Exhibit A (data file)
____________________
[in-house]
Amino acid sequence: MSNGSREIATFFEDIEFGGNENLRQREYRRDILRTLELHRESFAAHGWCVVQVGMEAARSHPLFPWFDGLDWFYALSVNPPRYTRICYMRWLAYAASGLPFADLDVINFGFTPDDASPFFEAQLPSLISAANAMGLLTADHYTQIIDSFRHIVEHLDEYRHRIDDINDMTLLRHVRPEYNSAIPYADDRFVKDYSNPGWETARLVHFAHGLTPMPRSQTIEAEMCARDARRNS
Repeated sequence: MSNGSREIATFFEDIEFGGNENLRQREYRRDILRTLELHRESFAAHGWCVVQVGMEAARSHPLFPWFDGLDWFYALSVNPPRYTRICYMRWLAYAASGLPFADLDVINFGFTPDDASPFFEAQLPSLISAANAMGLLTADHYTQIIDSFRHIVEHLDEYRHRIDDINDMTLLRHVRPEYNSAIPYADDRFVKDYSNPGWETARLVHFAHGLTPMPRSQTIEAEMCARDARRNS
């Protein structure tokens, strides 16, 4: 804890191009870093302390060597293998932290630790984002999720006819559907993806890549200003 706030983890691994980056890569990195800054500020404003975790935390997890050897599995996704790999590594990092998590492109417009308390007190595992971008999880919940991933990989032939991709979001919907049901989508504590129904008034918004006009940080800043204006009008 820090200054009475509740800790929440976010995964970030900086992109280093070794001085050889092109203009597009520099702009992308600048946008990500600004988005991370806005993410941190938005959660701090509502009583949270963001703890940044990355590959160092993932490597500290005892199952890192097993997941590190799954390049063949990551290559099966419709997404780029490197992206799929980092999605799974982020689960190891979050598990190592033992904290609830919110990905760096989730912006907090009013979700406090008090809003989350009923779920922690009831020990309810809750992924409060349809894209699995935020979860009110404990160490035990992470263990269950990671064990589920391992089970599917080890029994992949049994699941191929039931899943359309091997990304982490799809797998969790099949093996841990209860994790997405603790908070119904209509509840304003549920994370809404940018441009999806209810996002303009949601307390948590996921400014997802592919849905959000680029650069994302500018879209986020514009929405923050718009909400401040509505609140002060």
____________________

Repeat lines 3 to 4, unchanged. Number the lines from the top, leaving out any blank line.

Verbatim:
Repeated sequence: MSNGSREIATFFEDIEFGGNENLRQREYRRDILRTLELHRESFAAHGWCVVQVGMEAARSHPLFPWFDGLDWFYALSVNPPRYTRICYMRWLAYAASGLPFADLDVINFGFTPDDASPFFEAQLPSLISAANAMGLLTADHYTQIIDSFRHIVEHLDEYRHRIDDINDMTLLRHVRPEYNSAIPYADDRFVKDYSNPGWETARLVHFAHGLTPMPRSQTIEAEMCARDARRNS
């Protein structure tokens, strides 16, 4: 804890191009870093302390060597293998932290630790984002999720006819559907993806890549200003 706030983890691994980056890569990195800054500020404003975790935390997890050897599995996704790999590594990092998590492109417009308390007190595992971008999880919940991933990989032939991709979001919907049901989508504590129904008034918004006009940080800043204006009008 820090200054009475509740800790929440976010995964970030900086992109280093070794001085050889092109203009597009520099702009992308600048946008990500600004988005991370806005993410941190938005959660701090509502009583949270963001703890940044990355590959160092993932490597500290005892199952890192097993997941590190799954390049063949990551290559099966419709997404780029490197992206799929980092999605799974982020689960190891979050598990190592033992904290609830919110990905760096989730912006907090009013979700406090008090809003989350009923779920922690009831020990309810809750992924409060349809894209699995935020979860009110404990160490035990992470263990269950990671064990589920391992089970599917080890029994992949049994699941191929039931899943359309091997990304982490799809797998969790099949093996841990209860994790997405603790908070119904209509509840304003549920994370809404940018441009999806209810996002303009949601307390948590996921400014997802592919849905959000680029650069994302500018879209986020514009929405923050718009909400401040509505609140002060």